Free Online Course
"HIRAGANA -  JAPANESE LETTERS"
JAPASABI

INTRODUCTION

Is this your first time studying Japanese? Learning a foreign language can be very exciting, but at the same time, it can make you a bit nervous. It might be okay to jump into any Japanese language class with no knowledge, but you may feel overwhelmed by the unfamiliar language first. In fact, it could be a very uncomfortable environment for some people. Therefore, the impression and future direction of studying may be affected by how you start. Most people tend to have a busy schedule and could be difficult to find the right class. Since this course is a completely self-paced online course, you can study in a comfortable and flexible environment. You won't concern about how other people do and you can focus on your learning. Additionally, you don't need to fight with traffic and leave work earlier for your class.

 

The purpose of this course is to help you get some ideas of Hiragana. This course requires that you already have a passion for studying! That's all you need. The most important thing for you to recognize in this course is having the effort. Basically, all you need is to be able to access the internet. However, I suggest having a notebook and a pen to practice Hiragana, as well.

Steps for mastering Hiragana:

 

Step 1,

Learn how to pronounce each letter. Watch the videos and practice how to pronounce each letter.

 

Step 2,

Learn how to write each letter and practice. You should make an effort for this. Stroke order videos are available, please watch them and learn how to write each letter. Also, Printable flashcards are available. If you have a printer, you can print them out and use them for studying.

 

Step 3,  

Try the practice sheets and take note of the results. If you mastered them, congratulations! You can move forward. If you are not satisfied with the result, I strongly recommend that you review them again. Hiragana is the base of reading and writing skills. Creating a solid base is more important than rushing.

Japanese Writing System


In the Japanese writing system, we use three types of alphabets: Hiragana, Katakana, and Kanji. We combine them when we write vocabulary/sentences. Regarding children's books,  some are written all Hiragana. Also, some books have Furigana which is are pronunciations of Kanji. Reading those books are very helpful for improving your Japanese writing and reading skills. The books for adults have Furigana attached to uncommon Kanji. Also, originally the vertical writing was main but these days you see the mostly horizontal writing. However, Japanese novels are still in vertical writing.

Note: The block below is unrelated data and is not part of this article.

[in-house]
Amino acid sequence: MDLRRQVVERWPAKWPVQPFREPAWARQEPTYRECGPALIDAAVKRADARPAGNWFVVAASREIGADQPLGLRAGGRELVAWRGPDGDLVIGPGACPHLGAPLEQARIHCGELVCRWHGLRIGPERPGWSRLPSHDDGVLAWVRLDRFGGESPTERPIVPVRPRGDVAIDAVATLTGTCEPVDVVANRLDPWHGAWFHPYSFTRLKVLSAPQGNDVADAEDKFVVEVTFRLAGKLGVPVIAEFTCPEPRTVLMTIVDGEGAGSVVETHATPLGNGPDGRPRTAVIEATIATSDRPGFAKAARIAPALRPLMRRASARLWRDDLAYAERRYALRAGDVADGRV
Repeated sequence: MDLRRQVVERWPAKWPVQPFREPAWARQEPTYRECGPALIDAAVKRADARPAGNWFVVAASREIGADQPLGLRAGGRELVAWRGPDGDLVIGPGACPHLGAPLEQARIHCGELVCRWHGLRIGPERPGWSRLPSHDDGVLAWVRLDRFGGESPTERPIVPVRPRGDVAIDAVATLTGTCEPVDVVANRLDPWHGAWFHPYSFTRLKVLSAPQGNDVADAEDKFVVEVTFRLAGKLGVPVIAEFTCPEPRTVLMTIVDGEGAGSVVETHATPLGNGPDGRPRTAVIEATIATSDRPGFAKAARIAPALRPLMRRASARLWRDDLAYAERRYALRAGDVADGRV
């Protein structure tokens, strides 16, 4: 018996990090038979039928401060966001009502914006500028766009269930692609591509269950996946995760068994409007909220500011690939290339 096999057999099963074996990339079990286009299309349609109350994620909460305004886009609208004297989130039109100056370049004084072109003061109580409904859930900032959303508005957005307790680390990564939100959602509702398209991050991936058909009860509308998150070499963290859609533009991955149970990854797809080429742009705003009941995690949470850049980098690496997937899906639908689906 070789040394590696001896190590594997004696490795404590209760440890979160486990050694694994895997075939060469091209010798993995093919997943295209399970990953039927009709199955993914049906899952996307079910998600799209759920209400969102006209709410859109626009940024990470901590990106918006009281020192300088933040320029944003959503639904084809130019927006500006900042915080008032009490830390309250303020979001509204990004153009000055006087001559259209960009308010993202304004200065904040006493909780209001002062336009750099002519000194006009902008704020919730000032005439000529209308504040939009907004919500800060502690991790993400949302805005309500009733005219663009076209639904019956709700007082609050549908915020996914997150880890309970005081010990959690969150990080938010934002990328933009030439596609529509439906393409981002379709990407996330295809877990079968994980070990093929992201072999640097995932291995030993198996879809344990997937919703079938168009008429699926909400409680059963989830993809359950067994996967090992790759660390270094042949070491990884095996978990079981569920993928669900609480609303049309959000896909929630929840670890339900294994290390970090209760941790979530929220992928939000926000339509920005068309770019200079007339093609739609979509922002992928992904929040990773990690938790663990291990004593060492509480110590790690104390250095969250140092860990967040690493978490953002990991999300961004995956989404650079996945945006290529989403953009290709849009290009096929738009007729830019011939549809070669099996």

Hiragana, Katakana, Kanji ? What's the difference?

If describe them very simply,

Hiragana: In Hiragana, every letter has one sound. You can express all of the Japanese languages in Hiragana.      Hiragana is the first step for learning Japanese writing.
Katakana: Regarding Katakana, each letter has one sound as well but mainly use for foreign words. It is very uncommon to write sentences using only Katakana.
Kanji: Kanji was Imported from China. Students in Japan learn 2136 Kanji in the school system (12 years).  Learning Kanji will be a long process.
It isn't easy to memorize them all at once so we will focus on Hiragana in this course.

Hiragana


Hiragana is phonogram. Each letter has only one sound. Japanese has only five vowels a-i-u-e-o. These are based on Japanese pronunciation. Using Hiragana, you will be able to write all of the Japanese languages. Therefore, all students should start by studying Hiragana as the first step of Japanese writing study.

 History of Hiragana:

Hiragana’s origin is Chinese characters. However, Hiragana is functioning only as sound and doesn’t have any meaning. Hiragana was called “Kana” or “Onna-te”, it was mainly used among women for a long time. They used Hiragana for writing stories, diary, letters, and waka (Poems). Women using Kanji was not undesirable. After going through few language developments such as “Manyou-gana” (8th century) and “Sou-gana” (9th century), and became the current Hiragana letters. The accurate time when Hiragana was completed is still unknown.

Currently, we say Hiragana has 46 letters. However, until the Edo period, Hiragana has 50 letters. The Japanese language has been changing and those four letters sound went extinct.

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